Review: After-hours at the racetrack

626 Night Market attendees search for bargain deals at the Stussy clothing booth on Sept. 2 at Santa Anita Park. Stussy clothing brought overstock clothing and sold items at half price. Photo By Michael Quintero / Clarion

Only at the 626 Night Market can you find gourmet food vendors, live music, artists, activists and crafts.

The 626 Night Market is held on four separate weekends during the summer at Santa Anita Park in Arcadia.

Over 80 food vendors were present. Chick n’ Skin, Sumo Dog and Cajun House were a few vendors that held the longest lines. Chick n’ Skin’s menu featured three types of nachos covered in deep fried chicken skin. Cajun House grilled six-ounce lobster tails for the people who attended.

The night market concluded Sept. 3.

Cajun House puts a char on its lobster tails for the attendees of 626 Night Market. Photo by Michael Quintero / Clarion

 

Aside from food vendors, the market was full of diverse artists, including Noah Sturm, a graphic artist and musician from North Hollywood. Sturm found his inspiration from watching Adult Swim.

He creates satrically graphics from combining cartoons with modern pop culture. A big seller was a painting of rapper Drake crying into a tub labeled with Drake tears.

Sturm’s booth was the most crowded, even though he is a new artist in the industry.

“I have been drawing since I could remember,” Sturm said. “I recently started selling these prints four years ago.”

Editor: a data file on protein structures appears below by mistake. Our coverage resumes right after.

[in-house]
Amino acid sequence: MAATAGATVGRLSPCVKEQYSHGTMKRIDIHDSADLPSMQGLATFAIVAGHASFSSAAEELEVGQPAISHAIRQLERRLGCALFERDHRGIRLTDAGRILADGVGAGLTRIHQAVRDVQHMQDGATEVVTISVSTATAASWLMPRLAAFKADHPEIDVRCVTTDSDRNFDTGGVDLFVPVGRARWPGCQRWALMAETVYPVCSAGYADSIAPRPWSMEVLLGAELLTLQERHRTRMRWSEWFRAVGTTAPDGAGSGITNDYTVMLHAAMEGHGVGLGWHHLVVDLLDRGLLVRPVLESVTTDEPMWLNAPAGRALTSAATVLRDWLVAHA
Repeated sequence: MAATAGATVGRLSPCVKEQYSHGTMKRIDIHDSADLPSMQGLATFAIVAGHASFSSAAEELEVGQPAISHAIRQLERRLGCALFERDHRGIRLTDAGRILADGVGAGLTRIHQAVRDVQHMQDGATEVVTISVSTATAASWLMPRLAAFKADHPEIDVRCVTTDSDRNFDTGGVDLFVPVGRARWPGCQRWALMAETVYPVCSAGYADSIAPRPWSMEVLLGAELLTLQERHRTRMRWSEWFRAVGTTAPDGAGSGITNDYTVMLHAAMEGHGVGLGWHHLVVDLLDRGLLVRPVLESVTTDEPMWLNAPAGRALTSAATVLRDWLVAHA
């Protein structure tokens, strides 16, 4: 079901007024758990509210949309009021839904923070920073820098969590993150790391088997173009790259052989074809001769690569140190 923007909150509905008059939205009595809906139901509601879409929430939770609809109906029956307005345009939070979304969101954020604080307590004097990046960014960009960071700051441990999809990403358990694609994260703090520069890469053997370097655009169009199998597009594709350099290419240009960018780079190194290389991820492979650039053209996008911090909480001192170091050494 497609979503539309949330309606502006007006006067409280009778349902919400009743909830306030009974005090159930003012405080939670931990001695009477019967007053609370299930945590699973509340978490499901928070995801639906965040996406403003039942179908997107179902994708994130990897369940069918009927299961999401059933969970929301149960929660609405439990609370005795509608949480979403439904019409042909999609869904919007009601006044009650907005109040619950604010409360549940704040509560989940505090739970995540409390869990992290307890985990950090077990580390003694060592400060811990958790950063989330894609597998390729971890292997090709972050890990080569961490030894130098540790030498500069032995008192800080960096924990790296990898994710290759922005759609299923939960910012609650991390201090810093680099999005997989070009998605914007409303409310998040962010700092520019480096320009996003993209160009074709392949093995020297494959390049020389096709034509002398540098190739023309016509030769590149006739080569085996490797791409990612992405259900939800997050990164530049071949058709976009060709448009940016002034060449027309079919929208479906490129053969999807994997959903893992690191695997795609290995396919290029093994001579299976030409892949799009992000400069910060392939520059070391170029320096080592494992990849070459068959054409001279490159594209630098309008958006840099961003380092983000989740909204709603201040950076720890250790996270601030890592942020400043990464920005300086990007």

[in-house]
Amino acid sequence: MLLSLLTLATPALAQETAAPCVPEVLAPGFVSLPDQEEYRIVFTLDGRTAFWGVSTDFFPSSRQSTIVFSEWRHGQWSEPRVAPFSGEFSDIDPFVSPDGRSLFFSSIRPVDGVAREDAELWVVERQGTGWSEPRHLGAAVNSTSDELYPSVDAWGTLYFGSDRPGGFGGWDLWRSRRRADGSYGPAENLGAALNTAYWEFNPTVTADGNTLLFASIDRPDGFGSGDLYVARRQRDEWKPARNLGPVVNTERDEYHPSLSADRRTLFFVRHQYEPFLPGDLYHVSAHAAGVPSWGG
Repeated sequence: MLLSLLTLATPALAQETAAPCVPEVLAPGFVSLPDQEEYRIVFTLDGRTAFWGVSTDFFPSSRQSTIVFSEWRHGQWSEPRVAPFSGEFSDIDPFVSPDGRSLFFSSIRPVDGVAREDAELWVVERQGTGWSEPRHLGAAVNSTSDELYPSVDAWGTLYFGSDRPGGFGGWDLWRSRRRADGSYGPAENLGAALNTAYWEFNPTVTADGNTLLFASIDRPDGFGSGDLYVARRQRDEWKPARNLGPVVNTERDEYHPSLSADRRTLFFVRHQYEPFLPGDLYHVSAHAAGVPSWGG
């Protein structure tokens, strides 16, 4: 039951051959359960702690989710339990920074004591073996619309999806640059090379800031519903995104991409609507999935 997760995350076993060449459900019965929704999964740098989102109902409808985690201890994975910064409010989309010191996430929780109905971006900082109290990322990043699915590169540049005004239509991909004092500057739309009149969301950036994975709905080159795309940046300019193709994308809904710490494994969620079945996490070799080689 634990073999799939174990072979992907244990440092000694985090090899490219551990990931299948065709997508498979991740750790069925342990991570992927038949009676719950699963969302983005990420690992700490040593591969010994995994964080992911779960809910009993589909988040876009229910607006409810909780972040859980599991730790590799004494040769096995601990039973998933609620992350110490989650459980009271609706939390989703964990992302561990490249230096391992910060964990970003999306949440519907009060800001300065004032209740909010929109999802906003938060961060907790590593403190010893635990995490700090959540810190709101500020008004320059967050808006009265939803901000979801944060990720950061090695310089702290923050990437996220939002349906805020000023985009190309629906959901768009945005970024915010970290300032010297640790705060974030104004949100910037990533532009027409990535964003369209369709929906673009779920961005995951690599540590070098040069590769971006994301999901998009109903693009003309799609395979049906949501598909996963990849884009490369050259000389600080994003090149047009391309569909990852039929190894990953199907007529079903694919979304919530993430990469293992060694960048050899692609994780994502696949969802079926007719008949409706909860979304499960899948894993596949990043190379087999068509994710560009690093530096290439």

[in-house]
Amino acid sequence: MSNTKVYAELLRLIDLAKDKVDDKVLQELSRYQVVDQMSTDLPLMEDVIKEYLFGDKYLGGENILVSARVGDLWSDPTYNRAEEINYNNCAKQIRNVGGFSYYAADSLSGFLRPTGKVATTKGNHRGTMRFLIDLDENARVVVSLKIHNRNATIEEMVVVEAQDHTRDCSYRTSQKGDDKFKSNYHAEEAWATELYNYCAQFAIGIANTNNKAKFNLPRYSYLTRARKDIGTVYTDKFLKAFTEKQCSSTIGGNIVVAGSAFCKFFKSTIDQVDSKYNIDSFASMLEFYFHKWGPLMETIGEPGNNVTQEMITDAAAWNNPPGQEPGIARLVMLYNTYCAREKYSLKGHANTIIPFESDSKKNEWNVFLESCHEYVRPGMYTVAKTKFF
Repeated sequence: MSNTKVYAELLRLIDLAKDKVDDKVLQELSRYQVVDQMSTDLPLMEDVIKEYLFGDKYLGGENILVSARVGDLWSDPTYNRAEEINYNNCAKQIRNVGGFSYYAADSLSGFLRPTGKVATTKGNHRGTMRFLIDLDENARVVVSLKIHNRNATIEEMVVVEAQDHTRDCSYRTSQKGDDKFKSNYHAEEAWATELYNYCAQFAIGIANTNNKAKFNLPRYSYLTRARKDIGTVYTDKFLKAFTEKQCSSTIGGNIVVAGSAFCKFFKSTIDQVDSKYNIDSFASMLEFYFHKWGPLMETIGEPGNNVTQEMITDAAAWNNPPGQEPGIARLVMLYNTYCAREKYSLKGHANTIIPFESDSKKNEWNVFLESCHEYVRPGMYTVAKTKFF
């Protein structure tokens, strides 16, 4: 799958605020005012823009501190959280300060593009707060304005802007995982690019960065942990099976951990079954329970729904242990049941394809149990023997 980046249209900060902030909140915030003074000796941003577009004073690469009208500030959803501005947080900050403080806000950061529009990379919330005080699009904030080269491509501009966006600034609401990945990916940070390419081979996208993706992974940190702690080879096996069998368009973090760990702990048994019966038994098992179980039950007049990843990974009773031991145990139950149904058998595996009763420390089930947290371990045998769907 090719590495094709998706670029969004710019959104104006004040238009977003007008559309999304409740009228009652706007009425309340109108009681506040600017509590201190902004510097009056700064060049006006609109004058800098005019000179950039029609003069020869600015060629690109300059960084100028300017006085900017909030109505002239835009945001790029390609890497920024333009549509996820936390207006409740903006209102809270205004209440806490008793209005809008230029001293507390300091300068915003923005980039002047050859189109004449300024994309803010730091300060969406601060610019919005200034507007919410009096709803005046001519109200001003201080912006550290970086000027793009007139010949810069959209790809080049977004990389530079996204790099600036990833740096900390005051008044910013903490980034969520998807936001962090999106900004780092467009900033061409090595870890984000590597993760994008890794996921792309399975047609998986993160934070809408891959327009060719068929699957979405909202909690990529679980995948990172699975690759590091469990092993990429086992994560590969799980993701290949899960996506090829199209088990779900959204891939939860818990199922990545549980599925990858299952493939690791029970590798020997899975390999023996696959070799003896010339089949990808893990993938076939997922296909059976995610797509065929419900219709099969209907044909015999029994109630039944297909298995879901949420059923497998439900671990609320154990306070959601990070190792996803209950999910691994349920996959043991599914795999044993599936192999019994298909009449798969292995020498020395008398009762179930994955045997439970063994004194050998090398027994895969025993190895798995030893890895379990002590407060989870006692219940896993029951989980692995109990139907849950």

Sturm, who has attended the 626 Night Market for two years now, has enjoyed the atmosphere and has seen a high number of followers and purchases from humor on pop culture.

Graphic artist Noah Sturm poses for a portrait at his booth on Sept. 2. Sturm has been selling his art for two years at the 626 Night Market. Photo By Michael Quintero / Clarion

 

Artists, crafts and food vendors made up a majority of the booths, but one booth stood out from the rest of them.

Ophelia Chong, founder of Stock Pot Images, displayed a booth for her new company Asian Americans for Cannabis Education. This was her first time at the 626 Night Market and she said the organizers loved her message and didn’t charge her for her booth.

626 Night Market attendees are predominantly Asian American, and is why Chong wanted to get her message out.

“I founded this company to stop the stigma of Asians thinking weed is evil,” Chong said.

Founder of Asian Americans for Cannabis Education Ophelia Chong, left, gives Britny Kerwin an ashtray on Sept. 2. Chong also teaches marketing photography at Art Center College of Design and is the founder of Stock Pot Images. Photo By Michael Quintero / Clarion

 

Chong has a background in photography, creative directing and marketing. With this background, she said most of her contributors don’t have to touch a plant. She brought in tons of photographers and graphic artists to help with presentations of educating Asian Americans for the 6.5 billion market.

Students Steven Jacobo, left, and Noah Lourenco pose for a portrait on Sept. 3 at 626 Night Market in Santa Anita Park. It was their first time there and expect to attend next year. Photo by Michael Quintero / Clarion

 

However, across the field from all the crafts and vendors, DJ Ladidadi took the stage at 11:30 p.m. until 1 a.m.

Artist, vendors and attendees began to dwindle about 30 minutes before closing.

626 Night Market ended on Sept. 3, but will return in the summer of 2018.

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About

2nd semester with the clarion. Michael is a photographer, designer and writer.


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